I am an Assistant Professor of Psychology at Arizona State University. For those of you keeping score at home, I received my Ph.D. in 2003 in Social Psychology from the University of Texas at Austin, where I also completed a two-year postdoctoral fellowship in Behavioral Neuroscience.
In my research, I study the consequences of social stress, and the factors moderating how people respond to stress. The social environment can be a source of support, or of never-ending stress. Depending on when and to whom it happens, the same stressor might trigger anger, withdrawal, or determination. What makes two individuals experience the same environment in dramatically different ways? How can the same stressor elicit such a wide range of responses?
My background in both social psychology and neuroscience has led me to examine these questions from the perspective of interactions between biology and social situations. For example, one line of research has studied the way that individual differences in testosterone affect people's responses to threats and challenges. A second line of research has examined the consequences of victimization during different phases of puberty.
For more information about me and my research, check out my web page:
- Aggression, Conflict, Peace
- Communication, Language
- Emotion, Mood, Affect
- Gender Psychology
- Health Psychology
- Neuroscience, Psychophysiology
- Prejudice and Stereotyping
- Josephs, R. A., Sellers, J. G., Newman, M. L., & Mehta, P. H. (2006). The mismatch effect: When testosterone and status are at odds. Journal of Personality and Social Psychology, 90(6), 999-1013.
- Seyle, D. C., & Newman, M. L. (2006). A house divided? The psychology of red and blue America. American Psychologist, 61, 571-580.
- Newman, M. L., Sellers, J. G., & Josephs, R. A. (2005). Testosterone, cognition, and social status. Hormones and Behavior, 47, 205-211.
- Newman, M. L., Holden, G. W., & Delville, Y. (2005). Isolation and the stress of being bullied. Journal of Adolescence, 28, 343-357.
- Josephs, R. A., Newman, M. L., Brown, R. P., & Beer, J. M. (2003). Status, testosterone, and human intellectual performance: Stereotype threat as status concern. Psychological Science, 14, 158-163.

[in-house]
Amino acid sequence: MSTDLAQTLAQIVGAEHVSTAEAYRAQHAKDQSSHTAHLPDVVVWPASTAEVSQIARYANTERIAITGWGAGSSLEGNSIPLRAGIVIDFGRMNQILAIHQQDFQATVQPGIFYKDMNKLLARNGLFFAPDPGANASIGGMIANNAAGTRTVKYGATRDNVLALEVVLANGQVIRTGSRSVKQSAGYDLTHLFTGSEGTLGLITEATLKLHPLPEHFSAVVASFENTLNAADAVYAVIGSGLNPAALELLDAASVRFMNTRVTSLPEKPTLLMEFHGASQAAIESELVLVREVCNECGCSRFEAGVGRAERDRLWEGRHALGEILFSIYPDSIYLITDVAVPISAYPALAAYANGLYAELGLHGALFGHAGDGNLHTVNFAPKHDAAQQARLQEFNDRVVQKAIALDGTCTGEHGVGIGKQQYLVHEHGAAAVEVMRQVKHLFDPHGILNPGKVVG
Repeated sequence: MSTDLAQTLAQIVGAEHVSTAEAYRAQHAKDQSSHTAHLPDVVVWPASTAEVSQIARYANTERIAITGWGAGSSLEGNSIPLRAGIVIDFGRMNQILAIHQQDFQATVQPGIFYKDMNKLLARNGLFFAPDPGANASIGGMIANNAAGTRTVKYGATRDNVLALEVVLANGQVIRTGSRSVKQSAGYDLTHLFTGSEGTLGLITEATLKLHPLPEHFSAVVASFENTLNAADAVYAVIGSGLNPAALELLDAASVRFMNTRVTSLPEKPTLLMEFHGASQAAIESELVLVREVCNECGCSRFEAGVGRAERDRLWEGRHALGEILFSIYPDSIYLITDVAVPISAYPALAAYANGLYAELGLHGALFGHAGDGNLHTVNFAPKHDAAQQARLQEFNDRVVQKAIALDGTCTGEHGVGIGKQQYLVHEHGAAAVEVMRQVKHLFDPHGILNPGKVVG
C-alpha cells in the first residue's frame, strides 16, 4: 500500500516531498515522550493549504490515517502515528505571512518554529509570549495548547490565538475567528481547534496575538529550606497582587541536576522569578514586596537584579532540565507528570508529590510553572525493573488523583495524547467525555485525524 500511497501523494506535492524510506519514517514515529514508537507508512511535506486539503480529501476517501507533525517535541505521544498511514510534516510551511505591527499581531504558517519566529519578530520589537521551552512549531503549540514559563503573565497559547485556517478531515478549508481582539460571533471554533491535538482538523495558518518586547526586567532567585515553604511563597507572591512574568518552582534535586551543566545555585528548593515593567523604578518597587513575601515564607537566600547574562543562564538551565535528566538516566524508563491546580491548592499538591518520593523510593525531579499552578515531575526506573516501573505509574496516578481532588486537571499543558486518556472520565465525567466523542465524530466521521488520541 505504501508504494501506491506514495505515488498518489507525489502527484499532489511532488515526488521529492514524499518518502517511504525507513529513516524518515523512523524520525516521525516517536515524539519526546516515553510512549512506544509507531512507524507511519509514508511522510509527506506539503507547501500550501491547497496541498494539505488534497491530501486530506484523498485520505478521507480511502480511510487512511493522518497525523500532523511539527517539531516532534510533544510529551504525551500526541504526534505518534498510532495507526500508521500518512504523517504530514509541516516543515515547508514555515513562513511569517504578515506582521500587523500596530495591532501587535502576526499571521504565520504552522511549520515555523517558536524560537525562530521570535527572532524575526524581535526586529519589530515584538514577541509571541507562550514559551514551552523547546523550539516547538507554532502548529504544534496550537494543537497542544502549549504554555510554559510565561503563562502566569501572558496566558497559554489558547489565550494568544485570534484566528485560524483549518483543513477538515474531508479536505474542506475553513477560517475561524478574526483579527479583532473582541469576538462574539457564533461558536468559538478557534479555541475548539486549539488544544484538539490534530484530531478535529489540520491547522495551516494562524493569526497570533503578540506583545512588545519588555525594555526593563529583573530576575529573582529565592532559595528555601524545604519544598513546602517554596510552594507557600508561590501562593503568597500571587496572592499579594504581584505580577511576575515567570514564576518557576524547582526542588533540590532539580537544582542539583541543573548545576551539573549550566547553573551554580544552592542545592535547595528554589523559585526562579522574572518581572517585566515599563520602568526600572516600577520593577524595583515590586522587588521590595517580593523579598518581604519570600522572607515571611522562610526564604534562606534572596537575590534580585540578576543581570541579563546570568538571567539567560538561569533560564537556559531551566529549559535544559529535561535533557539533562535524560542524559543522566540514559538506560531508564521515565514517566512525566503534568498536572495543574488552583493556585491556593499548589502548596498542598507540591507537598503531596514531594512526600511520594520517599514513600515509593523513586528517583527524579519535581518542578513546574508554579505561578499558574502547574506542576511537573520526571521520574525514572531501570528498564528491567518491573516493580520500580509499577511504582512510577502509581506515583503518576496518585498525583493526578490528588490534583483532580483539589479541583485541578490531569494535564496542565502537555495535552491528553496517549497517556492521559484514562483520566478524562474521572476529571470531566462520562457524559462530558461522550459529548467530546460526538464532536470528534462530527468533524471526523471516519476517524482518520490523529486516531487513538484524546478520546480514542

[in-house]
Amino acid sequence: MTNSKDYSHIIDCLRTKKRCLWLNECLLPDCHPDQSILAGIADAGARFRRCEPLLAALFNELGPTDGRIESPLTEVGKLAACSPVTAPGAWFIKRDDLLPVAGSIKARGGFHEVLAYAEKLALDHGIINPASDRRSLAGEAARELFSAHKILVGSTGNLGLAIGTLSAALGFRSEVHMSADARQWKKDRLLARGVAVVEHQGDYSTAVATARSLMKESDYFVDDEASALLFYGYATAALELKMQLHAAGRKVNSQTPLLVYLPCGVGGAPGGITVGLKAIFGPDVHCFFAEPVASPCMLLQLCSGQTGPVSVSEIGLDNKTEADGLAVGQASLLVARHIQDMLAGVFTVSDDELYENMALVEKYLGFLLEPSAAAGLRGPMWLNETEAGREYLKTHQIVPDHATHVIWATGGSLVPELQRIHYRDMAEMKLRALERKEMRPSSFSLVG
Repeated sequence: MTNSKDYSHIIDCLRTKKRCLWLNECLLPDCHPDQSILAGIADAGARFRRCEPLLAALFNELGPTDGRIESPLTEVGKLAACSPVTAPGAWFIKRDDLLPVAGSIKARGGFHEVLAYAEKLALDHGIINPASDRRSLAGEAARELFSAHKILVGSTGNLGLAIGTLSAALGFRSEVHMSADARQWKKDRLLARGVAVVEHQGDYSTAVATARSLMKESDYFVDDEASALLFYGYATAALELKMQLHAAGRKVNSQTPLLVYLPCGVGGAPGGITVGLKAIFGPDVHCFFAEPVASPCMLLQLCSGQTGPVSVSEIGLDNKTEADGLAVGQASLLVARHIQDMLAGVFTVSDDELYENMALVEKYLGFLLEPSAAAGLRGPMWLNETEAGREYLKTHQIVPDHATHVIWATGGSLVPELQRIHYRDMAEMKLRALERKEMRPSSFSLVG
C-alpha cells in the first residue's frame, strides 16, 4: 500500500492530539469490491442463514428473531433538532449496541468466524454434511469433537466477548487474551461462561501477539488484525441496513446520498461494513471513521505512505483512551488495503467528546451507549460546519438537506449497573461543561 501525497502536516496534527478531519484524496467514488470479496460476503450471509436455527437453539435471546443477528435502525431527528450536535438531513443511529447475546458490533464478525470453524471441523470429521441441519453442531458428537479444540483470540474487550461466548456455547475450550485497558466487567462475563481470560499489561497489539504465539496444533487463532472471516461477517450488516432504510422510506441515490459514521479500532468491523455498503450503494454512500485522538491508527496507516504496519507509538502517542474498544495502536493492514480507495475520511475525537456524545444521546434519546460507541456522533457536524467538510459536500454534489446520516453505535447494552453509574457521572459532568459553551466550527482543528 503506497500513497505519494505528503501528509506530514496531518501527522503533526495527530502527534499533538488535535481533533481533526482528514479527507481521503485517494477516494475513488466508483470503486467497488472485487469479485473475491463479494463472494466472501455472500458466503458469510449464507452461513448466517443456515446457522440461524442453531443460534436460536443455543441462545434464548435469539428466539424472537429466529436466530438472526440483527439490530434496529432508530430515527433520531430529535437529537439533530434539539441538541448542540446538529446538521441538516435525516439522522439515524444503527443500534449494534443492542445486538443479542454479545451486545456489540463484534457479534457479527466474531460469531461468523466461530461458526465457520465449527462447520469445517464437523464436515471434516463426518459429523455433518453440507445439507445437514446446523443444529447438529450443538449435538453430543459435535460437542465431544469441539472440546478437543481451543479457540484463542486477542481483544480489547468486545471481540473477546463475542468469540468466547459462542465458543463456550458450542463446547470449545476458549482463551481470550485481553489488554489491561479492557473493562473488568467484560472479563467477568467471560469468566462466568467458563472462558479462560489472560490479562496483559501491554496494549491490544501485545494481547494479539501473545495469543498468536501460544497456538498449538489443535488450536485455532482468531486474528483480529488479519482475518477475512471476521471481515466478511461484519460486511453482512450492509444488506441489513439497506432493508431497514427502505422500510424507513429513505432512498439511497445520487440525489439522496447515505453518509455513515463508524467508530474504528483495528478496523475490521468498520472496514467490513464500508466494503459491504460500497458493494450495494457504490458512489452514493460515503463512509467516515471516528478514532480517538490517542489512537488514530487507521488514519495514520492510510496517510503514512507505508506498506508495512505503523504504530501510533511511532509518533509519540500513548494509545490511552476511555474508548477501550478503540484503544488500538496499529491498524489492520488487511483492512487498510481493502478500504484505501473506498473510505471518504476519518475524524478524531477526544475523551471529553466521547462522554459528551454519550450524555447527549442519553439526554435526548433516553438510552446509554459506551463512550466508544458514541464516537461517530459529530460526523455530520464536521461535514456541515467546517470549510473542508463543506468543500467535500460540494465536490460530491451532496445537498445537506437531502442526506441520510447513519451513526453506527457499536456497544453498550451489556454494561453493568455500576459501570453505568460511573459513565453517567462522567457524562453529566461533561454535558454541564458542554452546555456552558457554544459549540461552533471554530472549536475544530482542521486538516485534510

- Newman, M. L., Pennebaker, J. W., Berry, D. S., & Richards, J. M. (2003). Lying words: Predicting deception from linguistic styles. Personality and Social Psychology Bulletin, 29, 665-675.
- Campbell, R. S., Gibbs, B. N., Guinn, J. S., Josephs, R. A., Newman, M. L., Rentfrow, P. J., & Stone, L. D. (2002). A biased view of liberal bias: Comment on Redding. American Psychologist, 57, 297-298.
- Brown, R. P., Charnsangavej, T., Keough, K. A., Newman, M. L., & Rentfrow, P. J. (2000). Putting the “affirm” into affirmative action: Preferential selection and academic performance. Journal of Personality and Social Psychology, 79, 736-747.
- Newman, M. L. (2002). Intelligence. In Psychology, Vol. 5: Social psychology (pp. 118-141). Grolier Publishing.
- Delville, Y., & Newman, M. L., Wommack, J. C., Taravosh-Lahn, K., & Cervantes, M. C. (in press). Development of aggression. In R. Nelson (Ed.), Biology of aggression (Ch. 7). London: Oxford University Press.
- Introduction to Psychology
- Introduction to Social Psychology
- Psychological Research on Sex and Gender
- Research Methods
- Social Support and Social Isolation
- Stereotypes, Prejudice, & Discrimination
Social and Behavioral Sciences
Arizona State University, West Campus
4701 West Thunderbird Road (MC 3051)
Phoenix, AZ 85069-7100
- Phone: (602) 543-8226
- Skype Name: mattlnewman